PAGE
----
Emily Collinson, 21, a senior studying international relations at American University in Washington, likes that Bernie Sanders is old enough to have participated in the civil rights movement in the 1960s. (Astrid Riecken/For The Washington Post)

At 74, Bernie Sanders — he of the mussed hair, frumpy clothes and grouchy demeanor — might not seem an obvious choice as a shining political knight for the millennial generation. America, after all, is the birthplace of the 1960s mantra “Don’t trust anyone over 30.” Even now, many Americans consider old people uncool at best — or even worse, irrelevant.

Yet for millennials — the generation roughly in their late teens to mid-30s — that attitude is so yesterday.

Across the country, young voters have shown an overwhelming preference for Sanders, helping to narrow significantly the gap between him and Hillary Clinton in the Democratic primary race and in one case to hand him a decisive victory. In exit polls in Iowa and New Hampshire, and in entrance polls in Nevada, more than 80 percent of 18- to 29-year-olds supported Sanders, who if he won would be the oldest person ever to take office as president.

To a generation hobbled by student debt and low earning power, Sanders’s talk of free education and redistribution of wealth has struck a chord. And his age? It’s not only not a deterrent, it is an attraction, imbuing him with wisdom and perspective and connecting him to historical events that millennials admire.

“He’s the grandfather that gets it,” said Dash Radosti, 20, who is studying public policy and finance at American University in Washington. “And he doesn’t try to hide what he is. He’s a very authentic person; that especially resonates with young people.”

Supporters cheer for Sen. Bernie Sanders during a rally at the Scope arena in February in Norfolk, Va on Feb. 23. (Jonathan Newton/The Washington Post)

For a generation that has embraced homemade everything — from bicycles to furniture to cured meat — authenticity is key.

“Young adults are looking for the #nofilter approach,” said Christine Whelan, a professor of consumer science at the University of Wisconsin at Madison, referring to Instagram photos that haven’t been touched up. “They want to know that it’s real.”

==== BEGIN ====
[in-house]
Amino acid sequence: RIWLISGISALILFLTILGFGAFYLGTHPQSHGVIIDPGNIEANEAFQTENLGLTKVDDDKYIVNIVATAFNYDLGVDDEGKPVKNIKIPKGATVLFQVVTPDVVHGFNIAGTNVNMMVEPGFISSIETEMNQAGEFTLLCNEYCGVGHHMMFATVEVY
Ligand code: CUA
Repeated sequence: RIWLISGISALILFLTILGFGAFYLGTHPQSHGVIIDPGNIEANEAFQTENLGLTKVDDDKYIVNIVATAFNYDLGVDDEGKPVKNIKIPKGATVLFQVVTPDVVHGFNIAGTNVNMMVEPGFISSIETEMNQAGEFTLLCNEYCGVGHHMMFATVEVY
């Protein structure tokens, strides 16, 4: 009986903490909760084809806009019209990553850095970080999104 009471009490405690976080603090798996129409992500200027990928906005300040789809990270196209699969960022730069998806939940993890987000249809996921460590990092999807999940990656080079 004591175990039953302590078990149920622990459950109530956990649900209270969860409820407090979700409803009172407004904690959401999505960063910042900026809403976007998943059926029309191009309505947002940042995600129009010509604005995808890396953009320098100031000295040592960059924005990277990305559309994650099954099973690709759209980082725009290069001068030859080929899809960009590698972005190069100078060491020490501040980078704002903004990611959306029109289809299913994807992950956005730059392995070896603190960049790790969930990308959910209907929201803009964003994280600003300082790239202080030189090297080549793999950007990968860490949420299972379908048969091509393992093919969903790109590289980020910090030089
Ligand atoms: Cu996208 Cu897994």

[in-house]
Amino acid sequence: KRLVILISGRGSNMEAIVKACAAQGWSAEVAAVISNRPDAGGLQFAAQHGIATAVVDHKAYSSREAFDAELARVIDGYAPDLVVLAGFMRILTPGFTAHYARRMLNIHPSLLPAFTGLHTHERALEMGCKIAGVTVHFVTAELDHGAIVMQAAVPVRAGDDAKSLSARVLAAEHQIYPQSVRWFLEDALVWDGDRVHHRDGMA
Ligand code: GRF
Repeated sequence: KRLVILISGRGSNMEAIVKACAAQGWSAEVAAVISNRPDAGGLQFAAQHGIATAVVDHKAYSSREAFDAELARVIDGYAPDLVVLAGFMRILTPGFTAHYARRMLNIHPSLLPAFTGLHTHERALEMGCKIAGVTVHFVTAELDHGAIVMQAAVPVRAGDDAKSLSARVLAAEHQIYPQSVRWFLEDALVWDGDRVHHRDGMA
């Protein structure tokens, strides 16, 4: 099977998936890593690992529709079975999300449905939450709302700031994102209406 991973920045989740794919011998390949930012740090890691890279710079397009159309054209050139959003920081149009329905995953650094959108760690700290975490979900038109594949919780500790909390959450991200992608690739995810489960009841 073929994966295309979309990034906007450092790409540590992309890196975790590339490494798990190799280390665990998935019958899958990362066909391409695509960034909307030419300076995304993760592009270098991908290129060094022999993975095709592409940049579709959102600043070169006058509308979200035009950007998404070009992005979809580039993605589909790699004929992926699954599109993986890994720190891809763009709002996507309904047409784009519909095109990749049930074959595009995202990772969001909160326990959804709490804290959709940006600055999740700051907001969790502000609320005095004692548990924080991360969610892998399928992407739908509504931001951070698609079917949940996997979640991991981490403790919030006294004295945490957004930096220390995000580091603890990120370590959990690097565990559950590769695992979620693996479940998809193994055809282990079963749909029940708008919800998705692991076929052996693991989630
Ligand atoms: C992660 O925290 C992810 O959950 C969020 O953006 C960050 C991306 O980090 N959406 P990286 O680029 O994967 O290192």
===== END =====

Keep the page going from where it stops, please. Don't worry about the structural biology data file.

At the same time, they are angry about soaring housing and education costs and limited economic prospects. If Barack Obama in 2008 was for them a symbol of hope, Sanders is a symbol of their disillusionment.

“He’s grumpy, and they’re grumpy, too,” Whelan said. “We would think it’s odd that they would rally around a grumpy old man, but maybe it’s not; maybe that’s their form of counterculture statement.”

In fact, many say Sanders’s age gives him an edge.

“Who doesn’t love the grumpy grandfather that’s been on the right side of the fight for decades?” said Bennett Noonan, 30, a tech-support worker in Marion, Iowa. “His age definitely lends to a certain endearing persona.”

As social media has encouraged young people to become politically active, the idea of electing someone who once walked alongside the Rev. Martin Luther King Jr. also holds a certain romance.

“He’s been on the forefront of issues like the civil rights movement,” said 21-year-old Emily Collinson, an international relations major at American University. “Students are rallying around social justice now, and he’s really the embodiment of it, and while we’re new to that movement, he’s been in it for a while.”

After all, from where they sit, electing younger leaders hasn’t gone so well.

“We’ve been sort of accustomed to these candidates in their 40s, but now we’re going the total opposite way; we’re going old,” said Tyler Mackie, 31, a fashion and Internet entrepreneur in St. Louis. “Student debt’s climbing ridiculously high, social networks are not in place, there is no such thing as a corporate ladder anymore; it’s more like a corporate zipline. It isn’t working, and if it isn’t working, you try something else.”